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Katharina Rifai, Siegfried Wahl; Specific eye–head coordination enhances vision in progressive lens wearers. Journal of Vision 2016;16(11):5. doi: https://doi.org/10.1167/16.11.5.
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© ARVO (1962-2015); The Authors (2016-present)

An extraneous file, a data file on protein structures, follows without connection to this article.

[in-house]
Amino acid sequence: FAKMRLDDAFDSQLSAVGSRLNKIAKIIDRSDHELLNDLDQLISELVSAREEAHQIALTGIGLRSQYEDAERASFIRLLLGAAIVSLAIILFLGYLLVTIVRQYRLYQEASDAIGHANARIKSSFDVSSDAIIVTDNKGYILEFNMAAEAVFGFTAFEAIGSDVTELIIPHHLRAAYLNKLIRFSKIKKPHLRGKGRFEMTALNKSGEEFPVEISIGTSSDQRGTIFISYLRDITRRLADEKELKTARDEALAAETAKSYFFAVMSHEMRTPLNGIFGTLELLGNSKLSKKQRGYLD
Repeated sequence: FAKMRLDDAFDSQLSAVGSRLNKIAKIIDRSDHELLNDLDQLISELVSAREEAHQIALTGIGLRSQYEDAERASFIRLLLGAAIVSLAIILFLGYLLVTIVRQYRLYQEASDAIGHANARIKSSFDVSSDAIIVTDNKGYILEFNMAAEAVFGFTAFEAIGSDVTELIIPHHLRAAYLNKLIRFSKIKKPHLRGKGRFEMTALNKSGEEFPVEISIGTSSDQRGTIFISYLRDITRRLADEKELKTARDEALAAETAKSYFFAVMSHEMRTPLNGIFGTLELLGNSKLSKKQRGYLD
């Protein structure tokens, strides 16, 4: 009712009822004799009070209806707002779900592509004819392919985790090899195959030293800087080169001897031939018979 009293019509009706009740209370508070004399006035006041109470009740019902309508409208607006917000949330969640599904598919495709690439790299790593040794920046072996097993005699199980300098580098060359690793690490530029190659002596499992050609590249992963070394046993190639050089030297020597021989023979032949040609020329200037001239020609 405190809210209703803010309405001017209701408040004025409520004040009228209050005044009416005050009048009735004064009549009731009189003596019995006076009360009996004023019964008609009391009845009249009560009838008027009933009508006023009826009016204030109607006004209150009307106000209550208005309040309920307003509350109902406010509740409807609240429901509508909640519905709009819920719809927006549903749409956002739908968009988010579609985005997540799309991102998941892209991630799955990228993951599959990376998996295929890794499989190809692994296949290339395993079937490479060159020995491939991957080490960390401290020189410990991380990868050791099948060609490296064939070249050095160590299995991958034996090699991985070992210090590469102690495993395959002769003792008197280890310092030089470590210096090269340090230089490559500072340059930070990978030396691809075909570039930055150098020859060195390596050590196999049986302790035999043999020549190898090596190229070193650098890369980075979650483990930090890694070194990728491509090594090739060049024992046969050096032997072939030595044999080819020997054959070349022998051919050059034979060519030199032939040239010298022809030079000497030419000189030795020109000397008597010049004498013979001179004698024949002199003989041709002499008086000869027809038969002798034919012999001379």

In uncorrected vision all combinations of eye and head positions are visually equivalent; thus, there is no need for a specific modification of eye–head coordination in young healthy observers. In contrast, the quality of visual input indeed strongly depends on eye position in the majority of healthy elderly drivers, namely in progressive additional lens (PALs) wearers. For a given distance, only specific combinations of eye and head position provide clear vision in a progressive lens wearer. However, although head movements are an integral part of gaze behavior, it is not known if eye–head coordination takes part in the enhancement of visual input in healthy individuals. In the current study we determined changes in eye–head coordination in progressive lens wearers in challenging tasks with high cognitive load, in the situation of driving. During a real-world drive on an urban round track in Stuttgart, gaze movements and head movements were measured in 17 PAL wearers and eye–head coordination was compared to 27 controls with unrestricted vision. Head movement behavior, specific to progressive lens wearers, was determined in head gain and temporal properties of head movements. Furthermore, vertical eye–head coordination was consistent only among PAL wearers. The observed differences in eye–head coordination clearly demonstrate a contribution of head movements in the enhancement of visual input in the healthy human visual system.
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